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Amuse Bouche: These are the drones you are looking for

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By Scott Mechura EBS COLUMNIST

It seems like in so many aspects of our lives, we are met with adversity and challenges we haven’t faced in decades. But there’s one area where humans are at the top of their game.

We are more efficient and successful than any other time in history when it comes to farming and ranching. And drones, of all things, are playing an increasingly key role in that success.

Ranchers work from sun up to sun down, seven days a week, 365 days a year. And drones are being used for more and more of that work.

While some ranchers still ride horseback, more and more ride a dirt bike or ATV to traverse, on Montana average, about 30 miles a day perusing fence line, looking for holes or breaks. This takes time and fuel to accomplish. With technology and battery improvements, drones are being used for inspecting these fence lines in a fraction of the time.

Drones are also being used to scan pastures for herbage and invasive weeds. This way, they can pinpoint their herbicides and watering to more efficiently manage the land. They can upload hundreds of photos to a server and analyze every pasture as a whole to best determine exactly when to move the herd on to the next.

And here’s where it gets really cool: the animals themselves.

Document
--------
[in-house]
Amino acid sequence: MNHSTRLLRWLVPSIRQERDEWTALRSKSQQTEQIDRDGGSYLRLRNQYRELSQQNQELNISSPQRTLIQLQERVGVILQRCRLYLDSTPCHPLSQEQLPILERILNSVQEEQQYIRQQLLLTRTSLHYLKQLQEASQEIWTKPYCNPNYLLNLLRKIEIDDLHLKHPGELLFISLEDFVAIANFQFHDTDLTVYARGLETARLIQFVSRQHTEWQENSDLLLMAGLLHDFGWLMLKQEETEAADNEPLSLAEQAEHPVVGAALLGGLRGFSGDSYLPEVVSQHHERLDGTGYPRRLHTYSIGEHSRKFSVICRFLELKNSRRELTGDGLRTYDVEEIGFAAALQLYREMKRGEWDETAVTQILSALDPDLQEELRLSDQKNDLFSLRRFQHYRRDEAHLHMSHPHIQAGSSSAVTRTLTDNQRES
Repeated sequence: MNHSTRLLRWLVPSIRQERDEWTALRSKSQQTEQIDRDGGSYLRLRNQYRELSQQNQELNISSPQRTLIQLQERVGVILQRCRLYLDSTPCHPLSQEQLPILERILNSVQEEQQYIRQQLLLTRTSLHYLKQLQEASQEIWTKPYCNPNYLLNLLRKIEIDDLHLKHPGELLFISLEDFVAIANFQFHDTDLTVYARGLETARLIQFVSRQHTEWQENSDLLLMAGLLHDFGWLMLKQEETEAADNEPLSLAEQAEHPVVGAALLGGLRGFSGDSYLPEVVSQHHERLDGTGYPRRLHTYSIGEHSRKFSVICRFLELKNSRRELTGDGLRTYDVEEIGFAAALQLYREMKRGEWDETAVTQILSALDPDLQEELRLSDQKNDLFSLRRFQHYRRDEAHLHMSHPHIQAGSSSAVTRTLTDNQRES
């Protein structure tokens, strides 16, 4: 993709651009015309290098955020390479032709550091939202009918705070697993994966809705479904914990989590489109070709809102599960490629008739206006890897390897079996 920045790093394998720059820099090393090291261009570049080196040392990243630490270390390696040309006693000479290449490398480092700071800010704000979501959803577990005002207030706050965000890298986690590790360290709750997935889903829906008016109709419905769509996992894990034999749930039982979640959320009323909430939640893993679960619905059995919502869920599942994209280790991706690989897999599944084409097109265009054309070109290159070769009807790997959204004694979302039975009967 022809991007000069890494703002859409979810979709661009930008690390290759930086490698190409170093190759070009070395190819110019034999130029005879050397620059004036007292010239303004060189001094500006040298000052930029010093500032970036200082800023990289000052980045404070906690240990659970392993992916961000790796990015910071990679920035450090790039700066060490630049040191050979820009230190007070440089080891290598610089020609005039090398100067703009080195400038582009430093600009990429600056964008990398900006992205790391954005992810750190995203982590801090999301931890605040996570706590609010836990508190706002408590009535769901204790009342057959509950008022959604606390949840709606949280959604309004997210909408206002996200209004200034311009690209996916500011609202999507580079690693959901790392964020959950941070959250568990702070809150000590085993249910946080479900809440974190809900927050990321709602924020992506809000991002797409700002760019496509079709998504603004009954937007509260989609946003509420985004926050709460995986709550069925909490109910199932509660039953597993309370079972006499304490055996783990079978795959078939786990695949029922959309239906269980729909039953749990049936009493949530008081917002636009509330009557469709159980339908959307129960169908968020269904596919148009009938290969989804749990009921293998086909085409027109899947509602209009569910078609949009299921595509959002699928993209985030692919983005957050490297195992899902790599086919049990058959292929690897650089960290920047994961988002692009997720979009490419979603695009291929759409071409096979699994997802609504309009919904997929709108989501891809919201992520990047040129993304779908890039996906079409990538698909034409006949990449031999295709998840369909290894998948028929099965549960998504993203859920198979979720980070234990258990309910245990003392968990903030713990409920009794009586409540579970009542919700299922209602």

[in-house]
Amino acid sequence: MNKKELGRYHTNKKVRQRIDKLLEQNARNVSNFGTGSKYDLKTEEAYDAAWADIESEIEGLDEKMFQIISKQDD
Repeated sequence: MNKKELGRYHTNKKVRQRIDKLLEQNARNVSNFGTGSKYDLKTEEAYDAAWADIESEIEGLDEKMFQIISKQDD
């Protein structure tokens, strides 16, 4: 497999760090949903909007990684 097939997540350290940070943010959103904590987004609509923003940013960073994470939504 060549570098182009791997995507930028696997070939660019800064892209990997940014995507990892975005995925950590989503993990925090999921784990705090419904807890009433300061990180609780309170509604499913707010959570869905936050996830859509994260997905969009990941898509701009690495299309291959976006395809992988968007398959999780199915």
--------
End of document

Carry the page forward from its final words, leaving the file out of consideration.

Cows instinctually want to be left alone when they are ready to birth a calf. And this sometimes means the cow will wander far away to be left alone. This means a ranch hand has to be monitoring her without being intrusive enough to push her farther away. With a drone, she can be monitored on everything from heart rate to body temperature. 

A hand can then intervene when it is necessary. In addition, heat tracking is being used to see if a cow or calf is caught in a broken barbed wire fence line, stuck in a bog or experiencing hypothermia.

A rancher in Terry, Montana, was telling me that in certain weather conditions, a cow can self-suffocate in a blizzard. 

Cattle do not have the ability to breathe through their mouth, only their nose. So if temperature and humidity are just right, ice begins to close over the nostrils with every intake of oxygen. This causes the animal to panic as their breathing becomes more labored, which expedites the process. But monitoring via drone in a far-away gully where the cows are taking refuge can help prevent this. 

Placing a GPS tracker in an animal to monitor their location is also useful.

If all heads aren’t accounted for, perhaps a young calf is lost or separated from its mother. And location and heart rate can indicate a possible pursuit by a predator. And since ranchers aren’t really the sit-in-front-of-a-computer type, all these applications can be monitored in real time on their phones,  allowing them free time to … never mind, ranchers still do not have free time. Never hurts to dream though.

The next goal is to determine if there is a way in which drones can move the herd from one pasture to the next. So far there’s only been limited success. They can herd the cattle in theory, but the sight and sound of a drone is naturally unsettling.

Overall, I do think this does much more good than harm. However, being inherently cautious of intrusive technology, I can’t help but recall a scene from 1999’s “The Matrix” in which a drone-like machine spots a human deemed unacceptable and systematically flushes him out as waste.

Silly of course. A drone couldn’t really make a spontaneous decision to dispose of a cow it deemed unacceptable, could it?

Scott Mechura has spent a life in the hospitality industry as well as a former certified beer judge.

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